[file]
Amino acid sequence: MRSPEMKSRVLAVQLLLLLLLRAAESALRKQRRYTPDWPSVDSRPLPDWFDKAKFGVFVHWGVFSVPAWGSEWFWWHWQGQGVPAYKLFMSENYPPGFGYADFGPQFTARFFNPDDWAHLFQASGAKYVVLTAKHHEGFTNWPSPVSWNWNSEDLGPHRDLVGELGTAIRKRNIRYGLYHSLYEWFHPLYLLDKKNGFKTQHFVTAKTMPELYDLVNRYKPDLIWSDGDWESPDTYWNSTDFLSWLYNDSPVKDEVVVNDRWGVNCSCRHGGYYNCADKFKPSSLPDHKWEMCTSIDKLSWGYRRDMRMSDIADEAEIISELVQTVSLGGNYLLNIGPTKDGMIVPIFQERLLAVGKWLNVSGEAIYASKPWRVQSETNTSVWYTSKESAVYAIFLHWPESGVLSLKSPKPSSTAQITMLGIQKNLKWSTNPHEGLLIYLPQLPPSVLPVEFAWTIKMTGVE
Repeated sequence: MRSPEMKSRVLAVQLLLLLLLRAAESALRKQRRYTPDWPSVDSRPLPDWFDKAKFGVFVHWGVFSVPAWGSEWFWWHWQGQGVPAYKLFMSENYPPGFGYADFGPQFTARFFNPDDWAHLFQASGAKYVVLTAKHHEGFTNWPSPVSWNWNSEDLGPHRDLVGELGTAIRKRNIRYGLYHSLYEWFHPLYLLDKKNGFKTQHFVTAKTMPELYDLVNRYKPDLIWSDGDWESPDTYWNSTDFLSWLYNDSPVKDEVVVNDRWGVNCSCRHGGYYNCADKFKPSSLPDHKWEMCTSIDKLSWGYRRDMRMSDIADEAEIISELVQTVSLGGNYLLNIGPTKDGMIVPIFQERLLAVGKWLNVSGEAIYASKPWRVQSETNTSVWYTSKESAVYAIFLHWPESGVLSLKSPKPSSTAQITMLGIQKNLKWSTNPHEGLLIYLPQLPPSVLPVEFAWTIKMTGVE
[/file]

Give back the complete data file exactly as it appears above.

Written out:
Amino acid sequence: MRSPEMKSRVLAVQLLLLLLLRAAESALRKQRRYTPDWPSVDSRPLPDWFDKAKFGVFVHWGVFSVPAWGSEWFWWHWQGQGVPAYKLFMSENYPPGFGYADFGPQFTARFFNPDDWAHLFQASGAKYVVLTAKHHEGFTNWPSPVSWNWNSEDLGPHRDLVGELGTAIRKRNIRYGLYHSLYEWFHPLYLLDKKNGFKTQHFVTAKTMPELYDLVNRYKPDLIWSDGDWESPDTYWNSTDFLSWLYNDSPVKDEVVVNDRWGVNCSCRHGGYYNCADKFKPSSLPDHKWEMCTSIDKLSWGYRRDMRMSDIADEAEIISELVQTVSLGGNYLLNIGPTKDGMIVPIFQERLLAVGKWLNVSGEAIYASKPWRVQSETNTSVWYTSKESAVYAIFLHWPESGVLSLKSPKPSSTAQITMLGIQKNLKWSTNPHEGLLIYLPQLPPSVLPVEFAWTIKMTGVE
Repeated sequence: MRSPEMKSRVLAVQLLLLLLLRAAESALRKQRRYTPDWPSVDSRPLPDWFDKAKFGVFVHWGVFSVPAWGSEWFWWHWQGQGVPAYKLFMSENYPPGFGYADFGPQFTARFFNPDDWAHLFQASGAKYVVLTAKHHEGFTNWPSPVSWNWNSEDLGPHRDLVGELGTAIRKRNIRYGLYHSLYEWFHPLYLLDKKNGFKTQHFVTAKTMPELYDLVNRYKPDLIWSDGDWESPDTYWNSTDFLSWLYNDSPVKDEVVVNDRWGVNCSCRHGGYYNCADKFKPSSLPDHKWEMCTSIDKLSWGYRRDMRMSDIADEAEIISELVQTVSLGGNYLLNIGPTKDGMIVPIFQERLLAVGKWLNVSGEAIYASKPWRVQSETNTSVWYTSKESAVYAIFLHWPESGVLSLKSPKPSSTAQITMLGIQKNLKWSTNPHEGLLIYLPQLPPSVLPVEFAWTIKMTGVE